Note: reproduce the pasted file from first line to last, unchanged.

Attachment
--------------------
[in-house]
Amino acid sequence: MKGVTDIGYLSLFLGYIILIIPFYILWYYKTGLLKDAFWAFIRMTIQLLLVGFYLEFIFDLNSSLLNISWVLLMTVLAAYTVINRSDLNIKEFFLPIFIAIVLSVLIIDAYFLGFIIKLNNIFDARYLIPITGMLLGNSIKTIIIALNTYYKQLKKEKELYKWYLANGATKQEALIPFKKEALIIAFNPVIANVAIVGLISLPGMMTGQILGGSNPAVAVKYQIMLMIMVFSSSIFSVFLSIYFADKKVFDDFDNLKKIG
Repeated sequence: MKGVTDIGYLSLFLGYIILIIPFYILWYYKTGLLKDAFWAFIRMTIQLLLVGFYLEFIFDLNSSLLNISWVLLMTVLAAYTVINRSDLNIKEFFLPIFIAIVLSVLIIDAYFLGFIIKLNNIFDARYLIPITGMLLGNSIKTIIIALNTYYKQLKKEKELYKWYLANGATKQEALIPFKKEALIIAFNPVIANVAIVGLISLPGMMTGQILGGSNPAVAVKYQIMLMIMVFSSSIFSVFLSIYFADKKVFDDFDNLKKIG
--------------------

[in-house]
Amino acid sequence: MKGVTDIGYLSLFLGYIILIIPFYILWYYKTGLLKDAFWAFIRMTIQLLLVGFYLEFIFDLNSSLLNISWVLLMTVLAAYTVINRSDLNIKEFFLPIFIAIVLSVLIIDAYFLGFIIKLNNIFDARYLIPITGMLLGNSIKTIIIALNTYYKQLKKEKELYKWYLANGATKQEALIPFKKEALIIAFNPVIANVAIVGLISLPGMMTGQILGGSNPAVAVKYQIMLMIMVFSSSIFSVFLSIYFADKKVFDDFDNLKKIG
Repeated sequence: MKGVTDIGYLSLFLGYIILIIPFYILWYYKTGLLKDAFWAFIRMTIQLLLVGFYLEFIFDLNSSLLNISWVLLMTVLAAYTVINRSDLNIKEFFLPIFIAIVLSVLIIDAYFLGFIIKLNNIFDARYLIPITGMLLGNSIKTIIIALNTYYKQLKKEKELYKWYLANGATKQEALIPFKKEALIIAFNPVIANVAIVGLISLPGMMTGQILGGSNPAVAVKYQIMLMIMVFSSSIFSVFLSIYFADKKVFDDFDNLKKIG